By Marty Mulrooney
Alternative Magazine Online reviewed the New York Times best-selling novel Miss Peregrine’s Home for Peculiar Children in 2011, describing it as ”one of the most unusual, inspired and captivating books of the 21st century” – it was also chosen as one of AMO’s best books of 2011. The original story by Ransom Riggs has now been adapted into a graphic novel by Cassandra Jean, with Riggs himself saying how her “beautiful images are so close to what I imagined while I was writing Miss Peregrine, I’m afraid she may have discovered a portal to the inside of my brain. I love this graphic novel!”
Following the plot of the book closely (at least, the broad strokes), Miss Peregrine’s Home For Peculiar Children: The Graphic Novel centres around Jacob Portman, a 16-year-old boy who is desperate to uncover the truth about his grandfather’s death, along with his dying words. “Find the bird. In the loop. On the other side of the old man’s grave.”
After witnessing his grandfather being brutally slaughtered by a monster that nobody else believes exists, Jacob begins therapy and slowly starts to come to terms with the fact that his mind played a trick on him. His grandfather always spoke of monsters, and told stories of a special orphanage where the children were very peculiar indeed. He now realises that the photographs he once poured over as a child – of children with amazing abilities, supposedly his grandfather’s childhood friends – were simply cheap fakes.
It’s only when an unexpected birthday present unearths a secret letter from a woman who signs her name as Headmistress Alma LeFay Peregrine that Jacob begins to wonder whether his grandfather was actually telling the truth. With approval from his shrink, Jacob travels with his bird-watching father to a remote island off the coast of Wales – the island of Cairnholm where Abraham Portman grew up.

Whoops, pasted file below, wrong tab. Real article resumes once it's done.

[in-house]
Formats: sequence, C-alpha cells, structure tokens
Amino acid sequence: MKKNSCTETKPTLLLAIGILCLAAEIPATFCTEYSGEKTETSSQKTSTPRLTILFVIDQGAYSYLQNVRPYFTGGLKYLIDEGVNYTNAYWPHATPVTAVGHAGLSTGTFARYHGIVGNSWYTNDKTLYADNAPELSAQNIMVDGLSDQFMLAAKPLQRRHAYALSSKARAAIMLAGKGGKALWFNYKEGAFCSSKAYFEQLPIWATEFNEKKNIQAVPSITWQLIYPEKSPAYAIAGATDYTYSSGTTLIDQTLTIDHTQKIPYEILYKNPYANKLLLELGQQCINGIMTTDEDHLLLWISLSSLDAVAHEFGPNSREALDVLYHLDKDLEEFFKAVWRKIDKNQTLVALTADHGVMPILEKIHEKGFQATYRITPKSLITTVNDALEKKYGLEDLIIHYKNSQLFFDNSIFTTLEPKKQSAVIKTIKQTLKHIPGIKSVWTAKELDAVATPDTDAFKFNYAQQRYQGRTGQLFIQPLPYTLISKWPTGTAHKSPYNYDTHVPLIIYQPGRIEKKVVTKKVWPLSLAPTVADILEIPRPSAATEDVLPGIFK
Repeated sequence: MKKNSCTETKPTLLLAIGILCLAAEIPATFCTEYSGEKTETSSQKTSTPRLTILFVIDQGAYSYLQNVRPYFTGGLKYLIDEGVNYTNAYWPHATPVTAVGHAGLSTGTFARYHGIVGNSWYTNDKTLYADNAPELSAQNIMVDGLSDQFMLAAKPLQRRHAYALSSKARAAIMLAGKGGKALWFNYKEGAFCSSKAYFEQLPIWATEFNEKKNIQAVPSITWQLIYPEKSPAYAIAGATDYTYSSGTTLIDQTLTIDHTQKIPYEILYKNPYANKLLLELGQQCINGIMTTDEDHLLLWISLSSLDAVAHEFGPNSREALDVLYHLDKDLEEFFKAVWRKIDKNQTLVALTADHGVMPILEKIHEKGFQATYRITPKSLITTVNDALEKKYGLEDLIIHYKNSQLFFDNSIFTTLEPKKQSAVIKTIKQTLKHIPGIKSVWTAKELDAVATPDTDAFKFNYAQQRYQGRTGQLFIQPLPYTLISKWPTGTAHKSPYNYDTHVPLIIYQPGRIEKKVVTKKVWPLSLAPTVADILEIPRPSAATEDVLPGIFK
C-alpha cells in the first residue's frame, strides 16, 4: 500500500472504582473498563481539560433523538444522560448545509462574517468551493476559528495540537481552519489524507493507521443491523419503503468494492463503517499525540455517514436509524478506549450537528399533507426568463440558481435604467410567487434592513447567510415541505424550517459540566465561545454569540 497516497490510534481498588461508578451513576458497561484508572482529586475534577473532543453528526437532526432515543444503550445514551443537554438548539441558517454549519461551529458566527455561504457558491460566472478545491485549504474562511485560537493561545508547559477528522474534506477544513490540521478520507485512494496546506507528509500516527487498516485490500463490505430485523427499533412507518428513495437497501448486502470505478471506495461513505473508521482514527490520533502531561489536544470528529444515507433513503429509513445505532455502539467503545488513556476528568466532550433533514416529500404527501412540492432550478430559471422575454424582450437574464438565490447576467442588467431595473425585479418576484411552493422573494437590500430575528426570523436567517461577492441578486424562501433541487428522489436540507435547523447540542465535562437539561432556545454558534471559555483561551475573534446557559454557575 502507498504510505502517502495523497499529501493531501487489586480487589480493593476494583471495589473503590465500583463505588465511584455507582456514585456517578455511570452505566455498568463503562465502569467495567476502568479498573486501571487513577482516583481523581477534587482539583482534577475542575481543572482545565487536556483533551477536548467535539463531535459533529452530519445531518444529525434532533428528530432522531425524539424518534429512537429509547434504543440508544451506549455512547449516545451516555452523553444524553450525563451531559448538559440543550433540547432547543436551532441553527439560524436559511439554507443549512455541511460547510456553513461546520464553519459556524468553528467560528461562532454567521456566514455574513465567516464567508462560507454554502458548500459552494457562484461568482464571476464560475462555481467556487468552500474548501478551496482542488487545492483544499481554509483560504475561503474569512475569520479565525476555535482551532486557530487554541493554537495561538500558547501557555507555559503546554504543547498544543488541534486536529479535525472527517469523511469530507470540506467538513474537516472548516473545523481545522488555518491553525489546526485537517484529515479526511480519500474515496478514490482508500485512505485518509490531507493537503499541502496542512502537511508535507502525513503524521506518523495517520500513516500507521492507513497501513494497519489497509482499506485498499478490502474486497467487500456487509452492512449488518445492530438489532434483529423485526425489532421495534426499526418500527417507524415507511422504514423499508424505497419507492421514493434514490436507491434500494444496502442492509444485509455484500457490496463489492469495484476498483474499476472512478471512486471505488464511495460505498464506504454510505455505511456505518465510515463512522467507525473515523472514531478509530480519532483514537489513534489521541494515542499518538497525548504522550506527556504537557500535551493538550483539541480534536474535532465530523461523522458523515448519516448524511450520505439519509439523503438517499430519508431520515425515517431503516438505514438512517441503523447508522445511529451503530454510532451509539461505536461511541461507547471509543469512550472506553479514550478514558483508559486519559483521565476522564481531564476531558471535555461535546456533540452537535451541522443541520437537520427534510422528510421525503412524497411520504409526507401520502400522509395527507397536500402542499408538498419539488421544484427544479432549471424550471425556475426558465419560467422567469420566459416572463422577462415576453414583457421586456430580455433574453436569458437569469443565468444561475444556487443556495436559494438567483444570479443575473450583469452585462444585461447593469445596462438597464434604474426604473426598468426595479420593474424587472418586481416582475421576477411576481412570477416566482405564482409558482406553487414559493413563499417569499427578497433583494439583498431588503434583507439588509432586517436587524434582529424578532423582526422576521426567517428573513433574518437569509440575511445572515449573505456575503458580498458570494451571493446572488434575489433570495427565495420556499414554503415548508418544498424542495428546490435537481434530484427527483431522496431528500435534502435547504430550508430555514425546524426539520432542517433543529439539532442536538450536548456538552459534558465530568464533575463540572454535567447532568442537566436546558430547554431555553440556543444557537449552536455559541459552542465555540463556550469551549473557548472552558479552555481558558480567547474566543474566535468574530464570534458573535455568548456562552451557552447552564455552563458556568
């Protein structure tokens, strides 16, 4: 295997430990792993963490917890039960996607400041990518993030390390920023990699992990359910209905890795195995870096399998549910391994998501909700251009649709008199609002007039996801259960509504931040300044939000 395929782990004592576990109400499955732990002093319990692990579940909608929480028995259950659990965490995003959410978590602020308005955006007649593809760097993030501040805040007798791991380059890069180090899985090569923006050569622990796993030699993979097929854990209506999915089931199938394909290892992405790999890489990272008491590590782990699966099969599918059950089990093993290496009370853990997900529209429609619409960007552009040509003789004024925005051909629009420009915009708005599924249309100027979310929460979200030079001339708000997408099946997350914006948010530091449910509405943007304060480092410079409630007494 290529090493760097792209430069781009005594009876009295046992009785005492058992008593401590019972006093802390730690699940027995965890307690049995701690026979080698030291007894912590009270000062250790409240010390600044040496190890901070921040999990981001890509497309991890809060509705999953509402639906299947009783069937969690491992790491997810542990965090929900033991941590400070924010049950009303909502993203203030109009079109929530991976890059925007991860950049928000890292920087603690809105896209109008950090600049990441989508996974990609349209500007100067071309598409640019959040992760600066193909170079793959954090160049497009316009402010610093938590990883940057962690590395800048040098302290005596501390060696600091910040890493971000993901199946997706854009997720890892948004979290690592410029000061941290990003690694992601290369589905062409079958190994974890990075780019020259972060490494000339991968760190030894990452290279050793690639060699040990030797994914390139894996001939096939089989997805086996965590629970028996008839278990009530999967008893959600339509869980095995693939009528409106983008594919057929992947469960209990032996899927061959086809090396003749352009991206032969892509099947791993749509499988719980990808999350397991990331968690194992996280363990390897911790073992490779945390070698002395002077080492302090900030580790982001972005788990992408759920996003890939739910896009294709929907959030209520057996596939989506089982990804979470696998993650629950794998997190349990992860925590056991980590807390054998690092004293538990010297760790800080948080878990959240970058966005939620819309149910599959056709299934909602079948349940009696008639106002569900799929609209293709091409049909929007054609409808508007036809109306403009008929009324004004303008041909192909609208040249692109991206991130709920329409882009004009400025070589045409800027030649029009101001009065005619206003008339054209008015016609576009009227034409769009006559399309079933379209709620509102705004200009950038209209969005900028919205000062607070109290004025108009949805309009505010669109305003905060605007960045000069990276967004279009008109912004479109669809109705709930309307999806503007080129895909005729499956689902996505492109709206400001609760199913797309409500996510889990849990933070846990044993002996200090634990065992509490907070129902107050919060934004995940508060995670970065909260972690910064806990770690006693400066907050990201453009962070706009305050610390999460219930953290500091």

They arrive to find a sleepy fishing town with a sparse population. While his father watches the island’s birds and takes notes, Jacob travels to the deserted half of the island where his grandfather’s orphanage now lies in ruins, the result of a German air raid. It seems he has hit a dead-end, but when he spies several children watching him and chases them into a stone cave, he emerges on the other side to find himself stuck in a ‘loop’ where it is always the third of September 1940 and the orphanage is restored to its former glory.
The many children he encounters in the orphanage are just as his grandfather described them – Emma can create fire with her hands, Millard is invisible – and Miss Peregrine can transform herself into a bird. At first, this hidden world is one of sheer wonderment and amazement, but it soon becomes clear that the monster that killed Jacob’s grandfather is only one of many that are out to get the peculiar children. The loop is a sanctuary and if any of the children leave – as Abraham Portman did – they will eventually be hunted down and killed. Furthermore, now that 1940 is far in the past, leaving would eventually cause them to age rapidly and die.
It’s the same exciting story that enchanted readers back in 2011, and it translates beautifully to the graphic novel format. The only slight problem is that the new medium requires some plot condensing and the story seems to move at a much brisker pace. What was once a slow-burning novel with moments of fast action now moves along at a consistently steady clip. Also, the authentic, vintage found photographs that made the original novel so charming are now shown in a much smaller size and lose some of their impact as a result. However, these are admittedly small complaints – Cassandra Jean’s retelling is gorgeous to behold, offering detailed black-and-white imagery with splashes of glorious colour.
Miss Peregrine’s Home For Peculiar Children: The Graphic Novel offers a lovely companion to the source material. It’s still an enjoyable read in its own right, but those who have previously read the book version will find themselves experiencing the best of both worlds, just like Jacob. Headline has emulated the original novel by Quirk Books wonderfully and the presentation is second to none. With a feature film rumoured to be in development (with Tim Burton at the helm) and a sequel currently being penned by Riggs, there has never been a better time to revisit the loop on the other side of the old man’s grave.
9 OUT OF 10